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Motorcycle News, Editorials, Product Reviews and Bike Reviews

Honda Announces Availability of NC700X in U.S. Market This Summer

We previously brought you information about three new Honda models featuring a 670cc parallel twin and available Dual Clutch Transmission.  One of the models is a scooter/motorcycle hybrid called the Integra, and our announcement of this bike provides much of the detail regarding the engine and transmission shared by all thee models. The other two models include a naked and an adventure-style machine.

Honda announced today that it is bringing the adventure-style bike, known as the NC700X, to the U.S. with a scheduled availability at dealers this summer.  U.S. MSRP will start at $6,999 for the manual transmission version, and several accessories (including the luggage shown in two of the photos in this article) will be available to increase its touring/commuting appeal.  The DCT and ABS systems add $2,000 to the base price for a total of $8,999.

Honda has gone to great efforts to combine real world performance (high torque in the street rpm range) with outstanding fuel efficiency.  Indeed, we expect the NC700X to easily achieve 60 mpg here in the states.

The relatively low price and available second-generation DCT and Combined Antilock braking system are intended to make the bike broadly appealing to both experienced riders and inexperienced riders alike.  A reasonably long-travel suspension system should provide some versatility to a machine that is designed primarily for street use.

Here is the list of features and benefits provided to us by Honda.

Check out the 2012 Honda NC700X, and what do you see? An adventure-style bike? An urban assault commuter? A country road explorer? A two-up getaway machine? Or perhaps all of the above? Whatever your personal vision of the NC700X may be, color it fun because this is one bike that offers a perfect blend of style, handling and power for tackling whatever the day’s agenda may hold. Credit its long-travel suspension, abundant torque and more, plus a six-speed gearbox or the choice of an automatic Dual Clutch Transmission (DCT) with a Combined Antilock Braking System. So whether you’re new to the sport, a longtime rider or just getting back into the riding scene, the NC700X offers the comfort, ease of use and practicality of an everyday motorcycle that’s also surprisingly affordable.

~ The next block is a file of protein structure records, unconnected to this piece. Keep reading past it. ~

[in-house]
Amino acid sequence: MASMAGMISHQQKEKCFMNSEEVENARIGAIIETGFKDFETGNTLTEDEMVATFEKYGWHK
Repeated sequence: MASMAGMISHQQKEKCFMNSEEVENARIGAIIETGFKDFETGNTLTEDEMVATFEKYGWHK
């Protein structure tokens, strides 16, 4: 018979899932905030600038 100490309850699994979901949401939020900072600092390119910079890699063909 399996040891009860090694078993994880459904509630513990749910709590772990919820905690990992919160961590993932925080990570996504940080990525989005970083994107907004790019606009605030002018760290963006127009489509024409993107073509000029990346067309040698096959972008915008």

Features & Benefits

  • All-new liquid-cooled eight-valve 670cc parallel-twin engine pumps out plenty of torque in the low-end and midrange for easily accessible power.
  • The impressively broad torque curve gives the NC700X an extraordinarily linear and smooth power delivery.
  • Purpose-built engine architecture with a relatively long engine stroke (80mm combined with a 73mm bore diameter) and a high-inertia crankshaft add to the NC700X’s extremely tractable power characteristics.
  • The 62-degree forward lean given to the cylinder assembly facilitates near-vertical mounting of the single 36mm throttle body for superior intake port positioning and shaping. In addition, special shaping to the combustion chambers further enhances engine combustion efficiency for clean burning and optimal power production.
  • Engine balancer shaft quells vibration for smooth, comfortable operation.
  • Programmed Fuel Injection (PGM-FI) continuously monitors numerous variables to ensure the correct fuel mixture for existing riding and atmospheric conditions, thereby delivering optimal performance and remarkably crisp throttle response over a wide range of operating conditions.
  • NC700X features manual six-speed transmission.
  • NC700X DCT/ABS features a second-generation automatic six-speed Honda Dual Clutch Transmission that uses two hydraulically controlled clutches to deliver quick and smooth gear changes in a choice of three modes: Manual (MT), which allows the rider to shift gears using buttons, and two automatic (AT) modes—S for sport riding and D for everyday use.